Finding A Job

The academic year in Australia begins in late January, so it is best to look out for vacancies in September or October, although many teaching positions are available throughout the year. You can apply for jobs directly or register with an education recruitment agency. Many vacancies are also found in newspapers. The Department of Education and Training government websites for each of the 6 Australian states and 2 territories contain useful information and job vacancies in public schools.

Government websites:

Other helpful websites include:

Education recruitment agencies:

Pre-travel Arrangements

Visa Requirements

If you want to stay in Australia for the duration of the course only, you can obtain a Student visa. It is usually issued for one month longer than the course.

If you want to stay on in Australia and work after your CELTA course, you can apply for a Working Holiday Visa if you are aged between 18 and 30, have no dependent children and have at least 6 months until your passport needs renewing. You can do casual or temporary work for up to 6 months per employer and you can stay for 12 months from the date that you first enter Australia. You can extend your visa for another year if you do 6-8 hours daily of specified work in certain areas for 3 months. Travellers from the US are not eligible for the Working Holiday Visa and must apply for the Australian Work and Holiday 462 Visa instead.

You can apply for a Skilled Nominated 190 visa, a skilled Regional Nominated 489 visa or a number of employer sponsored visa options if you have a firm offer of employment. TESOL is listed on the Consolidated Sponsored Occupations List (CSOL).

The Australian Subclass 457 Work Visa allows Australian and overseas employers to sponsor an immigrant worker to enter Australia for up to 4 years to engage in skilled work. The visa holder's family members can also gain entry to Australia, and may work and/or study during their stay.

More information is available on the Department of Immigration and Border protection website (http://www.border.gov.au)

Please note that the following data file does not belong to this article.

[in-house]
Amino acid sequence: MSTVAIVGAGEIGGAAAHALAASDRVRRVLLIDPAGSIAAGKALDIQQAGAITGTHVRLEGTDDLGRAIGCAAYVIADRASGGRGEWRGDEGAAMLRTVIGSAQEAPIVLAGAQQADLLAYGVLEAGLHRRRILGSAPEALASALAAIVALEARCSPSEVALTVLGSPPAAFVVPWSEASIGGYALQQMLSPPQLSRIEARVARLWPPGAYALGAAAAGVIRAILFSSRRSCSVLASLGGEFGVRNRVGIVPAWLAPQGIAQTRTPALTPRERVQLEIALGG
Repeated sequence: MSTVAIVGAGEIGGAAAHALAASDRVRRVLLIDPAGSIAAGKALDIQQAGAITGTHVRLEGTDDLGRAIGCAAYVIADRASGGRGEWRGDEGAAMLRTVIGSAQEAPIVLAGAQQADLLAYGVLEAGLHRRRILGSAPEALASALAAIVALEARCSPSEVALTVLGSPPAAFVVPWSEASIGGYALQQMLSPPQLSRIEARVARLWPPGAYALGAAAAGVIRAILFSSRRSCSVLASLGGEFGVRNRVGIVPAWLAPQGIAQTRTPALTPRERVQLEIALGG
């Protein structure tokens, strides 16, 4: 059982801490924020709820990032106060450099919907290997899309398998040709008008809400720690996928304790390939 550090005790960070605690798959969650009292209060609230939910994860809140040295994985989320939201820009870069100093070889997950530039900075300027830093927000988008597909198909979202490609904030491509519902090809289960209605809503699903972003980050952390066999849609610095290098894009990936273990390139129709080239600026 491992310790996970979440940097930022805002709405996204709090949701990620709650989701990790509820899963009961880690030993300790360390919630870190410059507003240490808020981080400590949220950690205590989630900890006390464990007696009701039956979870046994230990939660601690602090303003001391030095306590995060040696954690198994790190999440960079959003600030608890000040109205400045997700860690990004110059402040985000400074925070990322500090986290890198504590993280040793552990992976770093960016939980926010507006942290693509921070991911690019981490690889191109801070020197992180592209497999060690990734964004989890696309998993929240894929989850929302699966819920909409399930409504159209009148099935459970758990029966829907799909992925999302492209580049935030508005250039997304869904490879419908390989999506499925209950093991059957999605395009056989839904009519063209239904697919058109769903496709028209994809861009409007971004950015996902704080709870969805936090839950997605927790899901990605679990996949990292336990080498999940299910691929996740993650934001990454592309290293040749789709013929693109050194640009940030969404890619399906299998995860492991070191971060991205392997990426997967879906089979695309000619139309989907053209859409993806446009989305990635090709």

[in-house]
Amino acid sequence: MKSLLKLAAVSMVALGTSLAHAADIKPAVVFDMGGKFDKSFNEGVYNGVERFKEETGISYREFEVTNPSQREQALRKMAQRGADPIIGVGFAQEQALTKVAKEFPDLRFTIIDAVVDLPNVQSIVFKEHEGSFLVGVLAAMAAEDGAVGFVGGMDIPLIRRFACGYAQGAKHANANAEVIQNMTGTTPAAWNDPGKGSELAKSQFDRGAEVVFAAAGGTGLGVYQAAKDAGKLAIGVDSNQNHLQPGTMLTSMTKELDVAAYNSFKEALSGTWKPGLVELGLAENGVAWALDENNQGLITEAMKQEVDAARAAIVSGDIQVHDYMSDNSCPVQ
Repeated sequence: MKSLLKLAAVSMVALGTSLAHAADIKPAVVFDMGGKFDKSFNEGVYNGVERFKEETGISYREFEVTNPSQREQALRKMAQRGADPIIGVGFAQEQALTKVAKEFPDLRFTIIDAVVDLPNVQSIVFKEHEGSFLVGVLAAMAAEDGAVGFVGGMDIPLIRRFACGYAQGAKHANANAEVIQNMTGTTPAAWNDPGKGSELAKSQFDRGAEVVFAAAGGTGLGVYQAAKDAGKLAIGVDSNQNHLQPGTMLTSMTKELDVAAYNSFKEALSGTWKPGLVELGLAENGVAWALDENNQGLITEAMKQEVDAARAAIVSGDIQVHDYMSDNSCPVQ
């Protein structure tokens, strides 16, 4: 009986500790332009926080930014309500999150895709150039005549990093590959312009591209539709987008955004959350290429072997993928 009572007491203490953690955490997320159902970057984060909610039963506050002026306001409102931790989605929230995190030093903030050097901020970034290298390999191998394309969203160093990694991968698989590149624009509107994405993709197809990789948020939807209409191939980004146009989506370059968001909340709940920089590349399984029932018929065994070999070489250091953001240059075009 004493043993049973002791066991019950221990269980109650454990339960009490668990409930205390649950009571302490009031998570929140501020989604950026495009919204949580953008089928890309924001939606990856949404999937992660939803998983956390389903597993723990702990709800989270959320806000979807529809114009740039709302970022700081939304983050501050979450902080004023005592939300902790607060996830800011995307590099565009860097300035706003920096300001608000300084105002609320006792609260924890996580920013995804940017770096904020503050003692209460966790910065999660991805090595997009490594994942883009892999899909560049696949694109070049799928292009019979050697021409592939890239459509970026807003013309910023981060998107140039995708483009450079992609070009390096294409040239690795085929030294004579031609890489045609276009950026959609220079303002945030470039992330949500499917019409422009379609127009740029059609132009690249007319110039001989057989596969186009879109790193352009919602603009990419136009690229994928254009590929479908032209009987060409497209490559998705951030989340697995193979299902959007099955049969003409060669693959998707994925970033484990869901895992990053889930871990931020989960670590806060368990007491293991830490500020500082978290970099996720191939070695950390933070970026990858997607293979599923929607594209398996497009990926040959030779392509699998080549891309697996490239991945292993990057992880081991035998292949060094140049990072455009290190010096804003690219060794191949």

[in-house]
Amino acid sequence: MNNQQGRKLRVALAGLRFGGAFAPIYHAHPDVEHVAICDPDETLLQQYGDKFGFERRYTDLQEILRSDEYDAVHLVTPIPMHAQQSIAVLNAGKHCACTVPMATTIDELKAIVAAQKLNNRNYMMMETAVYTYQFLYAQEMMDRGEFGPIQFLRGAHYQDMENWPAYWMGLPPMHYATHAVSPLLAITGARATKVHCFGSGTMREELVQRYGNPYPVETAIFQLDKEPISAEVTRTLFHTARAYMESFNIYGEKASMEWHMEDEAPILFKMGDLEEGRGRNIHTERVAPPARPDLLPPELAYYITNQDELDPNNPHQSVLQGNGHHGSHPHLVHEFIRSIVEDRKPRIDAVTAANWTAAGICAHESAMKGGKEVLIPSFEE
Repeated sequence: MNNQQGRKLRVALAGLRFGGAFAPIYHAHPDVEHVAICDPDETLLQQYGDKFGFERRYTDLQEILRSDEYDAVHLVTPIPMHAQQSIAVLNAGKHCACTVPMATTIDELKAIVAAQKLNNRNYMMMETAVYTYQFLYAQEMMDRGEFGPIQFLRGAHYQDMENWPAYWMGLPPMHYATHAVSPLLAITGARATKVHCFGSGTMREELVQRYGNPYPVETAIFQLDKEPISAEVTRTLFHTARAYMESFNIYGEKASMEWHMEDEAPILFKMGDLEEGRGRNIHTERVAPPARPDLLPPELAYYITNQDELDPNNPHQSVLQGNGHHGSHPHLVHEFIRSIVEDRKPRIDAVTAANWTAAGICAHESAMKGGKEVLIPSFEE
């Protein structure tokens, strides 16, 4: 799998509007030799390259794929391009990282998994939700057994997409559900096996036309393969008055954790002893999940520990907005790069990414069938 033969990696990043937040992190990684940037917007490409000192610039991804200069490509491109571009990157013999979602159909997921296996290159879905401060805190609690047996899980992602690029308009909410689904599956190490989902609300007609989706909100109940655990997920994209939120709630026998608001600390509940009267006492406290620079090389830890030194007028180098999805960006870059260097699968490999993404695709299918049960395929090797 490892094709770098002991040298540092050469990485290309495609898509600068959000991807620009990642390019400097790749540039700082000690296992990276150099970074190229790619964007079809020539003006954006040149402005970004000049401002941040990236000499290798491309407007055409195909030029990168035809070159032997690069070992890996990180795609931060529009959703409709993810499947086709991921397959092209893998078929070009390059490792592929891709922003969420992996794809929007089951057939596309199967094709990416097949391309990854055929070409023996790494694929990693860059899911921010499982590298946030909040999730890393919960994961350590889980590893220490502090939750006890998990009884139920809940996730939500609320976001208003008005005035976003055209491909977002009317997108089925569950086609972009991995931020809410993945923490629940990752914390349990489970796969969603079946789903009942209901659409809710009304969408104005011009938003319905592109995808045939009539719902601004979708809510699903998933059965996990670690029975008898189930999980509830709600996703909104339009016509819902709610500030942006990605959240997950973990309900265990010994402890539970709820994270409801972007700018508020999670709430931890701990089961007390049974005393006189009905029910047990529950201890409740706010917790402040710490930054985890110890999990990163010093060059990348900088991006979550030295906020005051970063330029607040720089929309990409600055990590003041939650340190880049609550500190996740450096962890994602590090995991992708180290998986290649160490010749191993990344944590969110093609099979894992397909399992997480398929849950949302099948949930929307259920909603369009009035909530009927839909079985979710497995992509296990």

Overseas Student Health Cover (OSHC)

A valid health cover policy is a not a requirement for entry to Australia on the Working Holiday Visa, but it is a requirement for the Student visa.

Read more here. (https://www.oshcallianzassistance.com.au/default.aspx)


Wages depend on the state or territory you work in, the position itself and your amount of teaching experience. Casual teachers can earn $220-$290 daily with 3-4 years of teaching experience or $95-$120 daily with less experience. The average working week for a full time ESOL teacher is around 38 hours and salaries range from $25 to $45 an hour, with a starting annual salary of $33,000-$45,000 to a senior salary of $55,000-70,000.


For those staying in Australia after the course to teach, a variety of accommodation options are available. The cheapest are shared rental, homestay without services, hostels and guesthouses. More expensive options are homestays with meals and extras like cleaning included and rented apartments.

The Official Study in Australia Guideline (http://www.studyinaustralia.gov.au) gives accommodation costs as $70-$700 per week.

Average weekly costs are:

  • Hostels and Guesthouses $90-$150 per week
  • Shared Rental (usually with 4 weeks deposit and 4 weeks rent payable in advance) $85-$215
  • Homestay (a single room and meals, living with a family) $235-$325
  • Rental $165-$440

Living Costs

Although the cost of living is fairly high, teachers generally earn more than enough to cover their living expenses and you can expect to save comfortably, whether towards your dream house or your next trip overseas! A single person can expect to spend an annual $19,830 on living expenses. Typical figures of weekly expenditure are:

  • Groceries and eating out $80-$280
  • Gas and electricity $35-$140
  • Phone and internet $20-$55
  • Public transport (buses, trains, trams) $15-$55
  • Car (after purchase) $150-$260
  • Entertainment $80-$150